I was forced out of the Navy for being bisexual – it left me penniless and stealing potatoes from farmers' fields to survive

A FALKLANDS veteran forced out of the Navy for being bisexual has told how he was left penniless and forced to steal food from farmers’ fields to survive.

Joe Ousalice, 68, served for 18 years, but was sacked after a Court Martial found him guilty of being in bed with another sailor.

At the time there was a ban on LGBT people serving in the armed forces.

Mr Ousalice, a former radio operator, served in the Falklands, did six tours in Northern Ireland and was also posted to conflict zones in the Middle East.

Speaking to the Sun Online he said: “The Navy was my life.

“There was a brilliant comradeship among the guys but, nevertheless, they always disliked anyone who was gay, bisexual or anybody that was different.

“You had to watch what you were saying and doing every day because the slightest inclination [that you were different] and the Special Investigation Branch [SIB] were on your back.

“All they seemed to do was go round looking for anyone who was either gay or bisexual.”


Mr Ousalice said he made sure not to associate himself with anyone who was gay.

“It was difficult”, he said. “I was living a double life”.

He went on: “The SIB were on a par with the Stasi, the East German Police. They would open your letters and read them when you weren’t in the room, they would look through all of your photographs.

“They would also shadow you when you went to shore. They’d shadow you with cameras, monitoring who you were associating yourself with and which bars you were going into to.

“It was very aggressive tactics.”

Cleared at Court Martial of assaulting another sailor in the early 1990s, he was found guilty of being in bed with another man – something he has always denied – and was booted out in 1993 on the grounds his conduct was prejudicial to good order and naval discipline.

He said he was forced to reveal his sexuality at the Court Martial, which he described as an “horrendous experience.”


He said: “I’d been hiding it for 18 years and then during the Court Martial they were obviously looking for as much information as they could get out of me.

“They took me to the accused restroom and left the door wide and made an excuse to get my barrister to leave with them.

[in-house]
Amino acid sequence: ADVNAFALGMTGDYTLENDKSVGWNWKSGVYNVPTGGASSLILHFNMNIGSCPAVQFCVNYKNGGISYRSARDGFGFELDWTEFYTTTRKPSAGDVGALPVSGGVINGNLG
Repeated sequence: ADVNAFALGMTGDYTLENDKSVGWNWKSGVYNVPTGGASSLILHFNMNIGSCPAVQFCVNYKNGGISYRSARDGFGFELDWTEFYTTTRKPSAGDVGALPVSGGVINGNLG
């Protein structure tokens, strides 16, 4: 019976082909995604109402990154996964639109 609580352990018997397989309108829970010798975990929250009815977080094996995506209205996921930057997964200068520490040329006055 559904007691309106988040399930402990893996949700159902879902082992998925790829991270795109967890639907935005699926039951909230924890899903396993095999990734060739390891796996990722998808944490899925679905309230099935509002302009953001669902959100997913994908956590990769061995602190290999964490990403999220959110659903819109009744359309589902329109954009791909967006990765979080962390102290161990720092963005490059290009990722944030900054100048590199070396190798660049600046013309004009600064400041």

“When he did leave, they got a young guy to walk by, look in and identify me and make a statement that he knew me to be gay from a gay bar in Plymouth.

“This person I had never, ever seen in my life but he said he’d seen me about nine times in this bar which was a load of rubbish.

“I was a complete outcast for the last couple of weeks [I was in the Navy].”

He told how another sailor hacked his Long Service and Good Conduct medal [that he was awarded in 1991] off his chest with a pair of scissors.

The Navy also confiscated three Good Conduct badges when he was dismissed.

He is now taking them to court to have them returned.


Out of work and forced out of a job he loved, Mr Ousalice said it took him a decade to recover from the financial costs.

He’d bought a house in Torpoint, in Cornwall, when he was based with the Navy in Plymouth but at the time of his discharge he was based in Portsmouth.

His substantial legal costs and the costs of travelling back and forth from Portsmouth to Torpoint led to him falling into debt.

He said: “For the first six months I could find no work whatsoever. I was going in the farmers’ fields pinching cabbages and potatoes just to eat.

“That’s how bad things had got. I didn’t know anyone because all my friends were still in the Armed Forces.”

The 68-year-old added: “It took me nine-and-a-half years to get my finances up to scratch. I almost had a breakdown.

“I didn’t know where to turn, where my next penny was coming from to pay the electricity bills.”

He eventually found other work but his financial losses also included a reduced pension.

He has never sought any compensation.

Mr Ousalice said: “I have been fighting the Ministry of Defence for the last 25 years on this issue and they’ve not budged one iota. The terrible discrimination we suffered has had lifelong consequences for so many of us.

“I’m not fighting this case just for myself…I’m fighting it for all the hundreds of other people who have gone through not too dissimilar situations.”

The MoD said it would be “inappropriate” to comment as legal proceedings are ongoing.

A spokesman said: “We are currently looking at how personnel discharged from service because of their sexuality, or now abolished sexual offences, can have their medals returned.”

Human Rights organisation Liberty wants other medals that were confiscated from military personnel because of their sexuality to be returned to them.

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